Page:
In a wild and convenient mix up, the Taylor’s dog accidentally grabs a cooler at the museum; the one which has the eggs. And wouldn’tcha know it!? Those eggs (thanks to the dog incubating them) hatch! The Taylor kids, Monica (Samantha Mills) and Jerry (Austin O’Brien), discover the little dinosaurs and squeal with joy, naming them after their favorite rock stars. There’s Jagger the Stegosaurus, Paula the Brachiosaurus, Madonna the Pterandon, Hammer the Triceratops, and Elvis the T-Rex. For some reason, the dinosaurs are all squawking adorable miniature versions of the blood-thirsty creatures from millions of years ago. Go figure.
Anyway, dad finds out, wacky shenanigans follow, and Vicki (Colleen Morris), a woman who works for Rico, sees the dinosaurs and tells the Taylors not to give them back to Rico because he will exploit them. But naturally, Rico does find out, and hires two goofball robbers to get the dinosaurs back. But thanks to the creepy museum janitor (Tom Williams), a switcheroo is made at a crucial news press conference, and Rico is made a laughing stock and the little dinosaurs are returned safely back home with the Taylors. Two more sequels were made in 1994 and 1995, and each one was worse than the previous one.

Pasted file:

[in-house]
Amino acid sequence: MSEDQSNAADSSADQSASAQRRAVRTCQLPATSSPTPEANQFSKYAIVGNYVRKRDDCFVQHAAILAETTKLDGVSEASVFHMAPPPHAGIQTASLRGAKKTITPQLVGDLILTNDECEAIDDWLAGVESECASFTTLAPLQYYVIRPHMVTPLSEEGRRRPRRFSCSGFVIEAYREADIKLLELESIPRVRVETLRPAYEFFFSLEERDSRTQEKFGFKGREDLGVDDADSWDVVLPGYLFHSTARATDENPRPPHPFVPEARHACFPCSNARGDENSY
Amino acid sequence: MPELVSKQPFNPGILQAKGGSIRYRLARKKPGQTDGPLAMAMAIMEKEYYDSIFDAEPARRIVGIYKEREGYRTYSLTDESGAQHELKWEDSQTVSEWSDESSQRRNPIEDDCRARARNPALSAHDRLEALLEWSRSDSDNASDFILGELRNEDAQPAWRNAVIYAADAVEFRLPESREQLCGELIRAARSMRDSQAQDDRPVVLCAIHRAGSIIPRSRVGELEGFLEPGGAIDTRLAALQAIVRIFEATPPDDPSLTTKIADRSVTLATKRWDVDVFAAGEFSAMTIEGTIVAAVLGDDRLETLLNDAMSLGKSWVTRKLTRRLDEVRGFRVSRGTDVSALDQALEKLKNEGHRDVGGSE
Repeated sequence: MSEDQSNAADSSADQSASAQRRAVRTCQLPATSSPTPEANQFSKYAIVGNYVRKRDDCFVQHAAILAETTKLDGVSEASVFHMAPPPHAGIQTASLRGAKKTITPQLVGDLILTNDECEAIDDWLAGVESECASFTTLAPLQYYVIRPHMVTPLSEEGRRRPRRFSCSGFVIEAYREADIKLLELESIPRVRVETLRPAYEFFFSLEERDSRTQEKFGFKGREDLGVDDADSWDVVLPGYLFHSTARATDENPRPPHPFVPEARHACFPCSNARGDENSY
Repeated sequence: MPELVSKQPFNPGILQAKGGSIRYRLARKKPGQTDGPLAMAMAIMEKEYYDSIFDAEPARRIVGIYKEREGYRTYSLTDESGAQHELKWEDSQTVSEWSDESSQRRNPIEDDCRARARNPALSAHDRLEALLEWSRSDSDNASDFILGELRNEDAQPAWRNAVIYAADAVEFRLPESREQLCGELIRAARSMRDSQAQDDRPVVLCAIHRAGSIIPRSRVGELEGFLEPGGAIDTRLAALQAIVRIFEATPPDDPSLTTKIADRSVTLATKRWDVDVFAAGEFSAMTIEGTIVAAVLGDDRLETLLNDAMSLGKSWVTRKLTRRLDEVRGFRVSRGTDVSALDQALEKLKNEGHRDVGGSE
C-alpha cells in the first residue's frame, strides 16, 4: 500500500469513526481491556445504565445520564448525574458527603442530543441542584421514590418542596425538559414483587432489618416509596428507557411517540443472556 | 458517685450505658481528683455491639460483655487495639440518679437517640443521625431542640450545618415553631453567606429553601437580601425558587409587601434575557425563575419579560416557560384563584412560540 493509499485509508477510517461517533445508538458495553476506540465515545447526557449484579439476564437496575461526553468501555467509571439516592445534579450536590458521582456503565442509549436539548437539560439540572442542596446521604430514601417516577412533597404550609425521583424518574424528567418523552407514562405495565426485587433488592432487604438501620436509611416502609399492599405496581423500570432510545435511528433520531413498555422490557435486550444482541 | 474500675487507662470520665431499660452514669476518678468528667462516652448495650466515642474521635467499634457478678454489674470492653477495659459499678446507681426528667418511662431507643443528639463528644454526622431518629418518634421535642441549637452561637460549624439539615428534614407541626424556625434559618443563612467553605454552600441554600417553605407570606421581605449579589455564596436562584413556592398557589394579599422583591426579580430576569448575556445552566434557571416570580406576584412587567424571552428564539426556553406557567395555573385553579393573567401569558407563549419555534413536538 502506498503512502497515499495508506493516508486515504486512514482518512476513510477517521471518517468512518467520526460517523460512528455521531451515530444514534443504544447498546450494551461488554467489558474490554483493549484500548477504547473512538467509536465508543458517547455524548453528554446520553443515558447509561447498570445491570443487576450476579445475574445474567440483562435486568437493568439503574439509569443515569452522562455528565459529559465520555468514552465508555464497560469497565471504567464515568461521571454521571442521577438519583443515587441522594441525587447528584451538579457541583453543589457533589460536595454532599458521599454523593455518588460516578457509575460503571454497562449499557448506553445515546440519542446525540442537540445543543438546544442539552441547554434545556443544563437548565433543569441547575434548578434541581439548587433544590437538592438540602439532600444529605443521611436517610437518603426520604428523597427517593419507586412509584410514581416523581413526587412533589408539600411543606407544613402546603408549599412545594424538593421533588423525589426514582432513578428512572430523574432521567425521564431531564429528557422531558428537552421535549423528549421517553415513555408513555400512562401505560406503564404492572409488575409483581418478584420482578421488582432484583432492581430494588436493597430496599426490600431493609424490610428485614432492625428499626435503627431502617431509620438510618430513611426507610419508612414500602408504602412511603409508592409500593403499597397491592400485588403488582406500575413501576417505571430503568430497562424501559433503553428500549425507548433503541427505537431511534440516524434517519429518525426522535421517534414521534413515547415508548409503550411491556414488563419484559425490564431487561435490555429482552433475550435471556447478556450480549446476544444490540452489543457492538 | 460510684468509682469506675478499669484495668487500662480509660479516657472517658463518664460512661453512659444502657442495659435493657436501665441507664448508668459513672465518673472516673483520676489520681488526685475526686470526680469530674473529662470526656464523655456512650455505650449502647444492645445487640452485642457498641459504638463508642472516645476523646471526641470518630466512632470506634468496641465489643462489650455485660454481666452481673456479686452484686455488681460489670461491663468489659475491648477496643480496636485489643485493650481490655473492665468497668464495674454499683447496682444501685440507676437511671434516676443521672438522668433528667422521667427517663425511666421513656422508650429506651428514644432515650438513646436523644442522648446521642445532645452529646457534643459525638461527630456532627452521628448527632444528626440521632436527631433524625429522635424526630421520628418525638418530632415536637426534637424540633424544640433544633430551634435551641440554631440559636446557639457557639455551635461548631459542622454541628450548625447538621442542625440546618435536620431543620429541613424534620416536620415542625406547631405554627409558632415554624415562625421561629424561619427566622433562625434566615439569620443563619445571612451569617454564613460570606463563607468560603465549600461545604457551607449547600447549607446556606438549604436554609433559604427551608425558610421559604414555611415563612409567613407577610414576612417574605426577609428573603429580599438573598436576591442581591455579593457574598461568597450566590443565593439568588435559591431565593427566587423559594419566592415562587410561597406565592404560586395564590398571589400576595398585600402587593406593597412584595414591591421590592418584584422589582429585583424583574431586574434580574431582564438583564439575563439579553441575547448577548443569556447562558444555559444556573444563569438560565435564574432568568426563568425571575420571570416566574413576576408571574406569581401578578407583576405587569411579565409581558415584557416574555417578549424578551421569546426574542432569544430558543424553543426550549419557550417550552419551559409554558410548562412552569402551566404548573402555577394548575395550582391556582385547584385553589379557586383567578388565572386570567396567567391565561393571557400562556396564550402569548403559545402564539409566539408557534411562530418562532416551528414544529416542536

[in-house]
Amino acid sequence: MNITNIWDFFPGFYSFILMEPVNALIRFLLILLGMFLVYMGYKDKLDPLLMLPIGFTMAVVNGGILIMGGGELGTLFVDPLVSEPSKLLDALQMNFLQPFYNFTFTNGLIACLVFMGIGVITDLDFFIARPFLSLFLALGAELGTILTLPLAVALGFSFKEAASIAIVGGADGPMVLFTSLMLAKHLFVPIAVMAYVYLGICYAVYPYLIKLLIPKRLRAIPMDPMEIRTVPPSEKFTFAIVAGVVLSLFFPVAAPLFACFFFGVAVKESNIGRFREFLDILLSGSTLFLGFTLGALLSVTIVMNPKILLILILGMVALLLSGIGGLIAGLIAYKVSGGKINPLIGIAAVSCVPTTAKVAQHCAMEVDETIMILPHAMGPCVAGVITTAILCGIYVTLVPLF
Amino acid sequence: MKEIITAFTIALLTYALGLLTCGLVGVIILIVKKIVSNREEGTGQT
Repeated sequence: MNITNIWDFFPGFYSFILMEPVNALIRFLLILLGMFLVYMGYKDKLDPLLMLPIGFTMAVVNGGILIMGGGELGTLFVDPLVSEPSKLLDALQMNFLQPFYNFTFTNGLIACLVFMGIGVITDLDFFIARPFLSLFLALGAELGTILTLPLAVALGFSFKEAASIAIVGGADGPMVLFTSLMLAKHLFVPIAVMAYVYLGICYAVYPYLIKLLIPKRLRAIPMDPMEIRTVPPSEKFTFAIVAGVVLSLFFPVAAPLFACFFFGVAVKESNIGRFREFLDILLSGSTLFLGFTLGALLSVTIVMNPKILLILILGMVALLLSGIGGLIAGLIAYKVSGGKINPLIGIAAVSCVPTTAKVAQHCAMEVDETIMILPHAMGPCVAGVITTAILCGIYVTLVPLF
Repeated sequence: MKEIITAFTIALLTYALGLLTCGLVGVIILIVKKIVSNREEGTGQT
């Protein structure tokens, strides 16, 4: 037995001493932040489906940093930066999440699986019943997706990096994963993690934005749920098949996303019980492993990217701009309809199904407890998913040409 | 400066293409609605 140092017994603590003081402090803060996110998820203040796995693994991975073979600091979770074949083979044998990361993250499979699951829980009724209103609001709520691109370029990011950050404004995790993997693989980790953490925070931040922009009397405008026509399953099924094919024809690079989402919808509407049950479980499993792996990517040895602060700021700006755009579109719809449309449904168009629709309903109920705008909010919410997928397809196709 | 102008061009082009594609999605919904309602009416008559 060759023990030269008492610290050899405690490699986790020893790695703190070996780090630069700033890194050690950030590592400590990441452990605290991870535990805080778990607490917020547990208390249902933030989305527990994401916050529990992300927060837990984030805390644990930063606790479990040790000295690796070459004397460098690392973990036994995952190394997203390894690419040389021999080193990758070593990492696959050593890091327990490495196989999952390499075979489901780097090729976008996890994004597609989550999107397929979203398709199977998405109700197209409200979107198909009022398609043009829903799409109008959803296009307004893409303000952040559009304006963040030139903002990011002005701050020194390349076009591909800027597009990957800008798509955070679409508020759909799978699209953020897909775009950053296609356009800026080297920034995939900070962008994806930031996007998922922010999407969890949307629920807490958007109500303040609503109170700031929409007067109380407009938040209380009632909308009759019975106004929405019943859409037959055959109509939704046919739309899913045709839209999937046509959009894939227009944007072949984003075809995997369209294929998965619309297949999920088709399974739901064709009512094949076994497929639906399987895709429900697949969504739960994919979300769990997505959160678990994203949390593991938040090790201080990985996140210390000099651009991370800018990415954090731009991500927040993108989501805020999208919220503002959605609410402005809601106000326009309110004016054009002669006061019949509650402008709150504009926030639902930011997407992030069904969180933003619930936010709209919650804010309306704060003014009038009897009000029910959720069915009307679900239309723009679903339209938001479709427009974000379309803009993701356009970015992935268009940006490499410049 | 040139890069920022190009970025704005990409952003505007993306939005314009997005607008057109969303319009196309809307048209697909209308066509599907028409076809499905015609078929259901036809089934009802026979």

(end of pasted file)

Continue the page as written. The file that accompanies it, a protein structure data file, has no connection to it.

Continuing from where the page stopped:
Written by Michael Davis, Mark Goldstein, and Greg Suddeth, this truly awful film (and its spawned brothers) was aimed directly at the kiddie market for the extreme cutsie factor of the mini-rubber animatronic dinosaur puppets that drove the sugary-laden script and terribly predictable story with all it’s fantastic coincidences, gigantic plot holes, and third-rate acting.
Director/producer Band, after years of making horror and science-fiction movies, wanted to make a kids movie with “no hard edge” to it and decided that THIS was the route he’d take. Thanks to Jurassic Park’s same-year opening and runaway blockbuster sales, this movie was a huge hit as well, riding on the coat-tails of Spielberg’s success. Smart move, really. The dreadful sequels, however, were another story. They were straight-to-VHS disasters.